The Way It Wasn't: From the Files of James Laughlin
Edited by Barbara Epler and Daniel Javitch
New Directions, 288 pp., illustrated, $45
Crack-brained, a "frighteningly tall" young man in a loden coat drove his dusty Buick through the Midwest in the 1930 s, springs protesting the weight. Where there was a bookstore, he charged in, glitter-eyed, to inform the owner -- perhaps an elderly woman fond of Pearl Buck and a trifle nervous about Sinclair Lewis -- that her books were mainly junk and her customers should be reading Ezra Pound and William Carlos Williams.
Most, out of kindness, would order one or two. Not Martha Mathews in Omaha. "She simply retired to the lavatory and stayed there until I left." Yet James Laughlin kept coming back. "I felt that if I could crack Mrs. Mathews a new day would dawn for American writers. But in three visits I never sold her a book."
The new day dawned, nevertheless, and Laughlin, heir to a steel fortune and the founder, lifetime pilot , and benefactor of New Directions , was, if not the sun, a morning star. Forget universities and foundations: You could argue that nothing did more to open our window to the world's (and our own) modernist currents than his illogical and precarious publishing house, now marking its 70th anniversary.
Its fuzzy-cloth, starkly designed, and handsomely printed volumes of Pound, Williams, Joyce, Djuna Barnes, Rimbaud, García Lorca (and on and on and on), began to show up in the 1940 s and '50s on bookstore shelves, alongside the Modern Library's duller-looking and decidedly less modern classics. Students could buy them though they cost a little more. To buy a book with a sliver of effort means not only to read, but to possess what is read and, in an elusive sense, to join it. (This was before the quality paperback, which offers the reading but less of the possessing and joining .)
Laughlin, who wanted to be a poet, wrote a memoir of sorts in verse before he died, in 1997. It failed to stir much interest, no doubt justifying the advice of Pound, with whom he studied for a while in the early '30s, that he would do better to put his money where his mouth was, in effect, and publish poetry (Pound's among others) rather than write it.
A much more interesting kind of memoir has now been put together out of a trove of notebooks, letters, snapshots , and in one instance a prescription issued by Williams, a physician as well as a poet. Edited by Barbara Epler, New Directions editor in chief, and Daniel Javitch, Laughlin's son-in-law, it is both a series of vivid recollections of writers and a revealing self-portrait.
The writing is witty, cool , and wonderfully detached. Laughlin was a child of privilege, a bumptious young American nobleman who had the painful good fortune to partly crack his assurance against two monster specimens -- Pound and Gertrude Stein, for whom he briefly worked -- of a lineage more ancient, genuine, fearsome , and arrogant than his own: that of literature.
"Partly crack," because the assurance remained, astonishingly and often comically entwined with dejected introspection. Laughlin, you might say, viewed himself (and others) from an aristocratic height: seeing it all, including the not entirely clean laundry being done below -- his own as well -- but with seeming insouciance.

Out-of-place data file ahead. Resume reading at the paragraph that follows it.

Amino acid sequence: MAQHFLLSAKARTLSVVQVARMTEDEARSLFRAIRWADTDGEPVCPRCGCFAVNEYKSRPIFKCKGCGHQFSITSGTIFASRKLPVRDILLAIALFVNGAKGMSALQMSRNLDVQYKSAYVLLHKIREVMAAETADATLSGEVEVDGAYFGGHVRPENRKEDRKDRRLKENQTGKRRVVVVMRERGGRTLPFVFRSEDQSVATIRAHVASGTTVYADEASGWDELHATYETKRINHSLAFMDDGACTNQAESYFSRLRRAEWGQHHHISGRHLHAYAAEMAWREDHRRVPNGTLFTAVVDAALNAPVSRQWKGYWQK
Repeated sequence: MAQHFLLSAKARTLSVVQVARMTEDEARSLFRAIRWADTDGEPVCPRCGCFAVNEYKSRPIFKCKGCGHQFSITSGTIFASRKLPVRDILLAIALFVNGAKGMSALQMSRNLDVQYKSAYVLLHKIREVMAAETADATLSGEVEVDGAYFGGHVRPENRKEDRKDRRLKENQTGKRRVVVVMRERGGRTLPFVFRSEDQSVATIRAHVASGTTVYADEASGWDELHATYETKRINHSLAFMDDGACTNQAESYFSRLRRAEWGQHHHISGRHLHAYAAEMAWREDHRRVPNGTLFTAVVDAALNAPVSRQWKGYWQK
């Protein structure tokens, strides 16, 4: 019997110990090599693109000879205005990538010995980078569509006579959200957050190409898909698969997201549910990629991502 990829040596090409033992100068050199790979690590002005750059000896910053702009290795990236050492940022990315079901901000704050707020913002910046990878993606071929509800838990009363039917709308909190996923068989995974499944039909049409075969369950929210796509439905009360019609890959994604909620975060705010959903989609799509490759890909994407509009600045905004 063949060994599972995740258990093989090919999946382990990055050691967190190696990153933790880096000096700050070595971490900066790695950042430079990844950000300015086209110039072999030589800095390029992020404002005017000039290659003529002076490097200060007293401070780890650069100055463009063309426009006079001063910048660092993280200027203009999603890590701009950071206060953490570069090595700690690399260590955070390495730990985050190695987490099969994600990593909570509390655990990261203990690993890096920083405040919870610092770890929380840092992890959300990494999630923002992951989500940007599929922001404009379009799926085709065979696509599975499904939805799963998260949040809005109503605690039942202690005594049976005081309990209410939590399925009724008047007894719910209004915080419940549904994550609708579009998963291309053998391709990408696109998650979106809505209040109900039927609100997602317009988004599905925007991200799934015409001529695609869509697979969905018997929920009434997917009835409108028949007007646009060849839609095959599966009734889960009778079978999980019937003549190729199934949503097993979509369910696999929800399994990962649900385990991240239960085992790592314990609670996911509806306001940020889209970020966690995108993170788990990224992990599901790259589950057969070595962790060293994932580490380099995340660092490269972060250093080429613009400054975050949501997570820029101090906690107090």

As a young man he was deeply in love with Maria, a White Russian émigré, and planned to marry her until his mother forbade it. " 'I will not permit you to marry a Russian.' So Maria and I did not wed." Tennessee Williams, friend to both, explained to her: "After all, marriages in these spheres are comparable to royal marriage in old Europe. And you know how they were made."
It is a touch of Bertie Wooster; one who instead of being written by Wodehouse had published him -- along with a good part of the modern pantheon. (Most recently, New Directions discovered W. G. Sebald and published his two greatest books, later giving way to Random House, which could pay more. It introduced the stunning Chilean Roberto Bolaño now taken in part by Farrar, Straus & Giroux. A kind of literary gentrification, I suppose.)
Laughlin's gallery of writers is a precious miscellany. Pound, irked because not all of his suggestions were taken, complained of his pupil's height. "So when I kick his butt about what he should publish, the message does not ascend to the brain." Stein scolded him for reading Proust, who, she said, was her imitator (so also Hemingway).
He visited Thomas Merton from time to time at his Trappist abbey. Though the superior gave permission for a jaunt, Merton donned a second hand bishop's suit to get past the gate and, once outside, changed into jeans for a round of bar-hopping. Laughlin, who was supportive but generally dry with his writers, is tender with the insecure Allen Ginsberg. "Great poet, good man, adept of happy-making laughter. I salute you," he writes.
The funniest entry is Vladimir Nabokov's account of discussing his Gogol book with Laughlin. The publisher kept pressing for plot details; Nabokov treats each suggestion as if it were an exotic butterfly he was about to net. Laughlin suggests a list of Gogol works; Nabokov pretends to hear "bibliography" and notes dozens of Russian sources.
"The trouble is that if I start listing these works, I am sure to try to allay my boredom by inserting here and there fictitious titles and imaginary authors." Well, how about a picture? "I have been thinking of that myself. Yes -- let us have a picture of Gogol's nose . . . a big solitary sharp nose -- neatly outlined in ink like the enlarged figure of some important part of a curious zoological specimen."
Then there is Dylan Thomas, dead of alcohol poisoning at age 39. Summoned to identify him at Bellevue, Laughlin is shown a purple, puffy face. The morgue clerk, told he was a poet, asks "What's a poet ?" Laughlin explains. So the form reads: "Dylan Thomas. He wrote poetry."
Richard Eder reviews books for several publications.